SALT LAKE CITY (ABC 4 News) – With less than a week before the opening night of ReduxNut-Cracker, leaders in the local Asian community have given Odyssey Dance Theatre the green light to proceed.

On November 14th, performers with Odyssey Dance Theatre were shown on KSL’s morning show making bobbing head and goofy facial expressions during a tease for their ‘ReduxNut-Cracker’ show, a recreation of the Nutcracker with a pop and hip-hop twist.

The gestures immediately sparked outrage on social media and with members in the local Asian American community.

On November 19th, members from the local Asian community met with officials and performers from Odyssey Dance Theatre to talk about what happened and how they could move forward. In the meeting, members from the local Asian community explained why their gestures and movements in the KSL segment was offensive and the racial stereotypes that were perpetuated.

The full cast of Odyssey Dance Theatre apologized.

“It was clear to me that this incident was grounded in ignorance and not malice. I say this as someone who has had more than 250,000 cases come through his court, has heard tens of thousands of defendants speak about their crimes, heard apologies and denials countless times. I feel somewhat confident in my ability to spot B.S. being shoveled my way,” said Michael Kwan, President of the Chinese Railroad Workers Descendants Association, who is also a Justice Court Judge for the Taylorsville Municipal Justice Court.

Dancers with Odyssey Dance Theatre also performed the Chinese scene from ReduxNut-Cracker in its entirety to members of the local Asian community for feedback and suggestions.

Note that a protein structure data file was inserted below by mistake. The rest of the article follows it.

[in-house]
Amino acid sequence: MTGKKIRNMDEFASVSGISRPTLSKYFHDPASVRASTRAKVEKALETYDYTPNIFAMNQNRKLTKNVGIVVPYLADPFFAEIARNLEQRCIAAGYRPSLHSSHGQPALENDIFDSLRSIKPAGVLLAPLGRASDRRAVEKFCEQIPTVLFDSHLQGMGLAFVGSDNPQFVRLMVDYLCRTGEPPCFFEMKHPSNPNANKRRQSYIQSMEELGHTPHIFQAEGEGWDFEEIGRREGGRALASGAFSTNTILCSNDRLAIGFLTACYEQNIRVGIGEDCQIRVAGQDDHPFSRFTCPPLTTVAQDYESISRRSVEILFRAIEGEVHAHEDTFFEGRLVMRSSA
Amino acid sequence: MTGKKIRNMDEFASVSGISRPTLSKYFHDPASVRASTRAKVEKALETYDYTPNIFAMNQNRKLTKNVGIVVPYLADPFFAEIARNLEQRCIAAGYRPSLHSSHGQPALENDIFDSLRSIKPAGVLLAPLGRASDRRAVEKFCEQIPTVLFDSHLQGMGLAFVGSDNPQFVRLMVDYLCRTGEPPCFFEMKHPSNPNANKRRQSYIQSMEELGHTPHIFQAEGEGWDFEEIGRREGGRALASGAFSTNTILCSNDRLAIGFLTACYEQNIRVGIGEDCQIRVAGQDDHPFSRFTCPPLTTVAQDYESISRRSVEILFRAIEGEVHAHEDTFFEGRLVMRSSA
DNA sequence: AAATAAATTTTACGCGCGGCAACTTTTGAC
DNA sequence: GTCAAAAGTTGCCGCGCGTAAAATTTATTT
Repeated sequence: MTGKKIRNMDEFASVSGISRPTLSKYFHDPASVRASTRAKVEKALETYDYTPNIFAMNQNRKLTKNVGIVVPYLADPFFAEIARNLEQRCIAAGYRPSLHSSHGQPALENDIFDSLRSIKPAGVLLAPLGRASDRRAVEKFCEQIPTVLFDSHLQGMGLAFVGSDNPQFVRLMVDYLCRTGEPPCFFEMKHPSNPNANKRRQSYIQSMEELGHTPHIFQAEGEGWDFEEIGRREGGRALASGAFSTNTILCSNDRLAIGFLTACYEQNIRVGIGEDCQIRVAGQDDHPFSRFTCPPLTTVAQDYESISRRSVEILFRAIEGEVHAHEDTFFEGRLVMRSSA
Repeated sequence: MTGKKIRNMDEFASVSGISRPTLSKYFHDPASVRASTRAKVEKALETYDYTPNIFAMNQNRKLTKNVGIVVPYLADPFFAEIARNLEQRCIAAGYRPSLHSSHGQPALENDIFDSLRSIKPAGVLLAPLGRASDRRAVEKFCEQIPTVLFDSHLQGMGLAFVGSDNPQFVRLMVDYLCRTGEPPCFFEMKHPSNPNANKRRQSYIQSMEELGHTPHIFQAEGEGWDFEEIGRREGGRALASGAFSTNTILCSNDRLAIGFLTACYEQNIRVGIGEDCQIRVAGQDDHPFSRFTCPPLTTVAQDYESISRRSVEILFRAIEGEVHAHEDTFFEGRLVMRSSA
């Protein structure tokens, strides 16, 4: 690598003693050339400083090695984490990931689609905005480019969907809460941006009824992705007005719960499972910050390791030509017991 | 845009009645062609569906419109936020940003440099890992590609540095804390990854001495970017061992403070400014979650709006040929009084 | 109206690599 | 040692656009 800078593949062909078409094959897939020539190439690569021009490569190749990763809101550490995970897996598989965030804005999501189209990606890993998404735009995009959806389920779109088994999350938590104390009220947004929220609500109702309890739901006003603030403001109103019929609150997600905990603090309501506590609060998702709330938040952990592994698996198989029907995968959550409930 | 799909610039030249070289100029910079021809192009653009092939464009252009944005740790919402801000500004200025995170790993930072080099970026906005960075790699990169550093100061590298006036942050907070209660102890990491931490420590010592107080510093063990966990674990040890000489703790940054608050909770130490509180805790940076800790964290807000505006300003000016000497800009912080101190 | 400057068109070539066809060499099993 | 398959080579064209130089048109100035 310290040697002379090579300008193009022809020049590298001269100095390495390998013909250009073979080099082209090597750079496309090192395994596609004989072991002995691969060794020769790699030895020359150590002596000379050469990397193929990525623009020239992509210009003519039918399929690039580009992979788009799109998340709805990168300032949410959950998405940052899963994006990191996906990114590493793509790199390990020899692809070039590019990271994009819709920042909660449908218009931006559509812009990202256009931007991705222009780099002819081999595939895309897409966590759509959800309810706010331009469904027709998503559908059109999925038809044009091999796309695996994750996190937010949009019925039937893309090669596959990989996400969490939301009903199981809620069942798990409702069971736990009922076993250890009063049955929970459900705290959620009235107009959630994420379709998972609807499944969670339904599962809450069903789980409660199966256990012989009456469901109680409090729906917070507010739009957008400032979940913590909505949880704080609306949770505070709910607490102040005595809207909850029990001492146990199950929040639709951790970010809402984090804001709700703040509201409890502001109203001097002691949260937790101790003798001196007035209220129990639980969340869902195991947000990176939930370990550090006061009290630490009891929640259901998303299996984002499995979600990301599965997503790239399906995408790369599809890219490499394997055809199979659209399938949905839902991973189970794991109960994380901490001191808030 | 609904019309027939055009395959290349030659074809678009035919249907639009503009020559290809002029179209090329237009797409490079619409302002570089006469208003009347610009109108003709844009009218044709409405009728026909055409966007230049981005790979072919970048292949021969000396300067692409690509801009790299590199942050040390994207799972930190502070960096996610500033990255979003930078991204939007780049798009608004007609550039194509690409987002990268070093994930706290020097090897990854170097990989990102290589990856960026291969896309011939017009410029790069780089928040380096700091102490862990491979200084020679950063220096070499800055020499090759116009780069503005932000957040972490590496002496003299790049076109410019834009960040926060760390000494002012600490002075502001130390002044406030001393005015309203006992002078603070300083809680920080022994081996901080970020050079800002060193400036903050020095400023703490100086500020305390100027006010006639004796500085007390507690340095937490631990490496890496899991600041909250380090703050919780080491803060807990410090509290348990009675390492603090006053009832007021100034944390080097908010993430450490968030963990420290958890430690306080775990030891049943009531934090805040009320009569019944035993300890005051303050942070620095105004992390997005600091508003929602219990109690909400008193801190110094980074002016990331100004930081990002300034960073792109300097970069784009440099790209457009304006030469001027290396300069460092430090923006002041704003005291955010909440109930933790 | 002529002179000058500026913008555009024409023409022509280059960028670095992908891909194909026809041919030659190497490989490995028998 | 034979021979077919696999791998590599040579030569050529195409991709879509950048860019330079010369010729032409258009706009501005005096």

“The entire Odyssey Dance Theatre organization welcomed the opportunity to meet with these community leaders to ensure that Odyssey is not perpetrating harmful and hurtful depictions of their community,” said Derryl Yeager, co-founder and artistic director for Odyssey Dance Theatre. “We were interested and anxious to learn from those involved about our misinformed cultural stereotypes so we can adapt our works to accommodate current sensibilities moving forward.” 

Members of the local Asian community pointed out several inaccuracies with wardrobe and props as well as concerns with ODT’s choreography and verbal expressions in the scene.

“We had a candid discussion on some anachronism inherent in their staging and costuming. They seemed to want to present a portrayal that is not culturally insensitive. But they will definitely need our help to get there,” said Kwan after the meeting on November 19th.

Since the meeting in November, ODT made several changes to their choreography, wardrobe, and props in the Chinese scene.

“We were happy to make the necessary adjustments and we have been grateful to those who came forward to point out the changes that needed to be made,” said Yeager.

“We are pleased that ODT’s company and management has made a sincere apology and sought our input to avoid further unfortunate mis-steps. As a result of our input, portions of the program have been reworked,” said Kwan. “Keep in mind that the sequence you will see represents a fantasy world and is not an attempt to portray our Asian American community. While this, and every ODT performance, is a work in progress, we are pleased that our collaboration has led to a better understanding and a new relationship between the company and our community.”

In addition to the changes made to ODT’s choreography, leaders in the local Asian community have requested that:

  • ODT participates in a cultural competency workshop series
  • ODT dancers to be compensated to participate in a cultural and racial mentorship program
  • ODT to join the Utah Cultural Alliance
  • Mutual cross-support and promotion (i.e. through festivals and conferences , outreach to promote arts among youth in the local Asian community)

ReduxNut-Cracker will take place from December 12th to 22nd at Kingsbury Hall. For more information, click here.